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State of Himachal Pradesh Vs. Sardara Singh [2008] INSC 1445 (27 August 2008)


IN THE SUPREME COURT OF INDIA CRIMINAL APPELLATE JURISDICTION CRIMINAL APPEAL NO. 1354 OF 2008 (Arising out of SLP (Crl.) No. 4503 of 2006) State of Himachal Pradesh ....Appellant Versus Sardara Singh ....Respondent


1.     Leave granted.

2.     Challenge in this appeal is to the judgment of a learned Division Bench of the Himachal Pradesh High Court dismissing the application filed by the State in terms of Section 378(3) of the Code of Criminal Procedure, 1973 (in short the `Code'). The application was dismissed summarily by simply stating "Dismissed".

3.     The respondent faced trial for alleged commission of offences punishable under Section 15 of the Narcotic Drugs and Psychotropic Substances Act, 1985 (in short the `NDPS Act').

4.     The trial court directed acquittal on the ground that the evidence of the official witnesses cannot be accepted and accordingly the acquittal was recorded. The application under Section 378 was filed which as noted above was dismissed summarily.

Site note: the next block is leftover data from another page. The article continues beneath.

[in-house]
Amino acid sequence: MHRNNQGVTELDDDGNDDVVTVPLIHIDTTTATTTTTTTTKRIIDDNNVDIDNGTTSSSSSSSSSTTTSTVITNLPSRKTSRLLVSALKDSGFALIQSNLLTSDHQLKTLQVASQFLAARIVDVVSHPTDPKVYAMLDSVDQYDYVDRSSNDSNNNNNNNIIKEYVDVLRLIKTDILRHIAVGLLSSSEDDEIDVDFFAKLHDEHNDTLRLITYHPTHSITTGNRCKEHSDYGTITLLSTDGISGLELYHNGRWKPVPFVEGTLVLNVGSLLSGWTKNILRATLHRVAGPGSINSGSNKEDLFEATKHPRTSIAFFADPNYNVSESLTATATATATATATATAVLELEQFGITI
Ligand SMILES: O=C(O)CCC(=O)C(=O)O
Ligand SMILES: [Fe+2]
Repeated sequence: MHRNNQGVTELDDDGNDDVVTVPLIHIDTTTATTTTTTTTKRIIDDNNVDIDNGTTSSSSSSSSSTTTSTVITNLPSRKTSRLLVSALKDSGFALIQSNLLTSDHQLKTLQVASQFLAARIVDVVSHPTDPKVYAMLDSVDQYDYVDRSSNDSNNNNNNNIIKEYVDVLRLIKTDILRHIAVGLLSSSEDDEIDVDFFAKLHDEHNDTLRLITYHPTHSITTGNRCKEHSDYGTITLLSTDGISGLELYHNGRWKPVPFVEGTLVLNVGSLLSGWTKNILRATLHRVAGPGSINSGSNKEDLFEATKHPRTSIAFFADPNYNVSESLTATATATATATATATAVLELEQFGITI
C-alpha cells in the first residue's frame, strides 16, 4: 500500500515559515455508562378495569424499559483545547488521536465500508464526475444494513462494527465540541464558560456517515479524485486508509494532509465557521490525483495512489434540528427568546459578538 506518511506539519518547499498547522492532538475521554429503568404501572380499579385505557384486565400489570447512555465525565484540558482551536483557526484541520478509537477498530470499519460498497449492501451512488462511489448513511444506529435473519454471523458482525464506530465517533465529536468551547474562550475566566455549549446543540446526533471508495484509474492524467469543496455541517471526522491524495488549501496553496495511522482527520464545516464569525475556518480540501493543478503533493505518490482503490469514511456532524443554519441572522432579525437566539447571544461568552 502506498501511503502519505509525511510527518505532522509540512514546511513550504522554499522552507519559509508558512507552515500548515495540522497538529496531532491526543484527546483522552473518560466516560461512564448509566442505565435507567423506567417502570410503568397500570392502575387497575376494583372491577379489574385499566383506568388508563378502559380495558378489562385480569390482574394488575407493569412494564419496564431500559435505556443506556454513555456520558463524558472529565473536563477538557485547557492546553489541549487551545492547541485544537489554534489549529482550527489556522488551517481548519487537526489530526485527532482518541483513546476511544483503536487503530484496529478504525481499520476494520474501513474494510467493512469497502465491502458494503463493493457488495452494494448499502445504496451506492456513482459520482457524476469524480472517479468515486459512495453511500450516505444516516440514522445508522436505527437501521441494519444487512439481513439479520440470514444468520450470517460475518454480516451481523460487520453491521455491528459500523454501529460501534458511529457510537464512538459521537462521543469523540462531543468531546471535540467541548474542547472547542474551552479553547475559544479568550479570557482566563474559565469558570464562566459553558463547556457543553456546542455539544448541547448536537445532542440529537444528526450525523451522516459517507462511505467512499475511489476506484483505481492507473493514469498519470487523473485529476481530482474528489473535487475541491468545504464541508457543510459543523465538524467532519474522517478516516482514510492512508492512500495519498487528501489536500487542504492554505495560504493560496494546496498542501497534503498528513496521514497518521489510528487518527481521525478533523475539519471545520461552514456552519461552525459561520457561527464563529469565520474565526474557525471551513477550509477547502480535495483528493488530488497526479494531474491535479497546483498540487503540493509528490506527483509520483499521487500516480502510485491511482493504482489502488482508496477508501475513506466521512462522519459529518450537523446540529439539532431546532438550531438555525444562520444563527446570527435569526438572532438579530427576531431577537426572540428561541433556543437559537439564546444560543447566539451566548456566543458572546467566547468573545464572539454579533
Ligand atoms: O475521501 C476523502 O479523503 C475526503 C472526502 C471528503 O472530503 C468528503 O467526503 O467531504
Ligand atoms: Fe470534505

5.     Learned counsel for the appellant submitted that the manner of disposal of the application is contrary to the decisions of this court in a large number of cases.

6.     Learned counsel for the respondent submitted that there is no merit in the case and, therefore, the High Court was justified in rejecting the application for grant of leave.

7.     Section 378 (3) of the Cr.P.C. deals with the power of the High Court to grant leave in case of acquittal. Section 378 (1) and (3) of the Cr.P.C. as it stood then, reads as follows:

"378(1) Save as otherwise provided in sub-section (2) and subject to the provisions of sub-section (3) and (5), the State Government may, in any case, direct the Public Prosecutor to present an appeal to the High Court from an original or appellate order of acquittal passed by any Court other than a High Court or an order of acquittal passed by the Court of Session in revision.